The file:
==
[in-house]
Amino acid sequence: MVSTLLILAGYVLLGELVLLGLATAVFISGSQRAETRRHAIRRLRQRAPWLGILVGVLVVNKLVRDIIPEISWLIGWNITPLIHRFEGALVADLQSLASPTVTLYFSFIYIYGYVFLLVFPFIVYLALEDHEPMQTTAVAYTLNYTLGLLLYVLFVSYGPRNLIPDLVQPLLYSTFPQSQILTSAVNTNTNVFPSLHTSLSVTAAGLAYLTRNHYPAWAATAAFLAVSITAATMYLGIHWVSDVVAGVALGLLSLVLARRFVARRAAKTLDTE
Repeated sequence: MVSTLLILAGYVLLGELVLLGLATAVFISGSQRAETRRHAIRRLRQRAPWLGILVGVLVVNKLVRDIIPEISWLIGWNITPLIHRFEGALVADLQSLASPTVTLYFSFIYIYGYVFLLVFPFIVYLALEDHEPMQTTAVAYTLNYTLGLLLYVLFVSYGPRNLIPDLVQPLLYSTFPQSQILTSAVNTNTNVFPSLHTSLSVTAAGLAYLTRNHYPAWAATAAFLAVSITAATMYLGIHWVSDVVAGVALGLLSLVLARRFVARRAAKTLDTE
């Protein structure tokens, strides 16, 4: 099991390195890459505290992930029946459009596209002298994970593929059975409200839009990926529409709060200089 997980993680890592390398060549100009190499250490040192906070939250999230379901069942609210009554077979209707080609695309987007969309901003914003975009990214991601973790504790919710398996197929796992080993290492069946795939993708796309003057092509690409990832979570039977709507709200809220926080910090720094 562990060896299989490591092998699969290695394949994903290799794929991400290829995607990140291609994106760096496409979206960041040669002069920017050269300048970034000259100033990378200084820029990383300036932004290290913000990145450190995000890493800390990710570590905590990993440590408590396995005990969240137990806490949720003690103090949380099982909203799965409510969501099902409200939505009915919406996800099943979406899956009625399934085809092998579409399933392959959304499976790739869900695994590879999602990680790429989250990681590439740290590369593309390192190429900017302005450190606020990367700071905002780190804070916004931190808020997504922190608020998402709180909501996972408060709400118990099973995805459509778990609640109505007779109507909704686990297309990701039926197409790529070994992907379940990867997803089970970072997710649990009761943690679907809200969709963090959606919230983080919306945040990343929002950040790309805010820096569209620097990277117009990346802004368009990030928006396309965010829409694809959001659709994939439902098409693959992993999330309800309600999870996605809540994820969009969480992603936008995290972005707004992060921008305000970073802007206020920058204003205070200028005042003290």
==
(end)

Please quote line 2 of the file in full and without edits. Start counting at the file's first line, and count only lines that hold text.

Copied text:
Amino acid sequence: MVSTLLILAGYVLLGELVLLGLATAVFISGSQRAETRRHAIRRLRQRAPWLGILVGVLVVNKLVRDIIPEISWLIGWNITPLIHRFEGALVADLQSLASPTVTLYFSFIYIYGYVFLLVFPFIVYLALEDHEPMQTTAVAYTLNYTLGLLLYVLFVSYGPRNLIPDLVQPLLYSTFPQSQILTSAVNTNTNVFPSLHTSLSVTAAGLAYLTRNHYPAWAATAAFLAVSITAATMYLGIHWVSDVVAGVALGLLSLVLARRFVARRAAKTLDTE